"A survey conducted in Uganda in 1992, in the wake of civil war and increasing AIDS mortality, found that approximately 2,900 children were living in institutional care. The survey also found that approximately half of these children had both parents living, 20 per cent had one parent alive and another 25 per cent had living relatives. Poverty was the reason most of these children were in residential care. Guided by these findings, a multi-year effort by the Ministry of Labor and Social Affairs and Save the Children UK improved and enforced national policies on institutional care reunited at least 1,200 children with their parents or relatives and closed a number of sub-standard residential institutions. A 1993 evaluation found 86 percent of the children to be well integrated in their families. Unfortunately, some of this work in Uganda is now being reversed, and the trend of orphanages seems to be on the rise, apparently due to shifting priorities in policy implementation."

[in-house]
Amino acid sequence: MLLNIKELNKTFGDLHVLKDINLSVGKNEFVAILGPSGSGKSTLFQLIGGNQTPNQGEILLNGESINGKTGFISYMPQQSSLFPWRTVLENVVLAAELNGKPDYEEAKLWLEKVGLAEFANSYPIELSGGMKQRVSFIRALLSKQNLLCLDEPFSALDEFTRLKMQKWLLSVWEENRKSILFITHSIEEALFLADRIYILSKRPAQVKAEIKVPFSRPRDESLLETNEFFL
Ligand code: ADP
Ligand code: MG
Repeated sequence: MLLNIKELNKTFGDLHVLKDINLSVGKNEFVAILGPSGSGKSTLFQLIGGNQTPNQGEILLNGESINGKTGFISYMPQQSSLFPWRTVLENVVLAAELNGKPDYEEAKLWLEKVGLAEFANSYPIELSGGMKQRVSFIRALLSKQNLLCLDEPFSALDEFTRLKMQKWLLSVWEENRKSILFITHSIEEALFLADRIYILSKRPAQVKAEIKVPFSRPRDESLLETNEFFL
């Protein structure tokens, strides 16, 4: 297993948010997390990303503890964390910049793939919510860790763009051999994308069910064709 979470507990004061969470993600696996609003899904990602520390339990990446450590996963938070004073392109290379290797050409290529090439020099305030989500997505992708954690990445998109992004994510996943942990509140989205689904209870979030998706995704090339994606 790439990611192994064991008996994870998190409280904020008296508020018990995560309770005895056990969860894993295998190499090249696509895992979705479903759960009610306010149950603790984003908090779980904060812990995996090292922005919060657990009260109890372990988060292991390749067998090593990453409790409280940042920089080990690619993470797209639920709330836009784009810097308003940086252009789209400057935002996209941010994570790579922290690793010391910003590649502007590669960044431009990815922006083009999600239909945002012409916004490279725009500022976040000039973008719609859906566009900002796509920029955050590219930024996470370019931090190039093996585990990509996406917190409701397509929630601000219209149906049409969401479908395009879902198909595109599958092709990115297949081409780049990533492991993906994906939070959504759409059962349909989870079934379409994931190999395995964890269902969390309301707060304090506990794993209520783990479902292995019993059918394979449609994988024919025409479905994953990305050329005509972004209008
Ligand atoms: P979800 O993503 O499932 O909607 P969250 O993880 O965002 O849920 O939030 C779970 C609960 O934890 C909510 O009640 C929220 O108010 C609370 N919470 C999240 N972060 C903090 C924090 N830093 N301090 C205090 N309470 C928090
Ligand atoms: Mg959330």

- Families Not Orphanages by John Williamson and Aaron Greenberg (2010)
Taken from the Better Care Network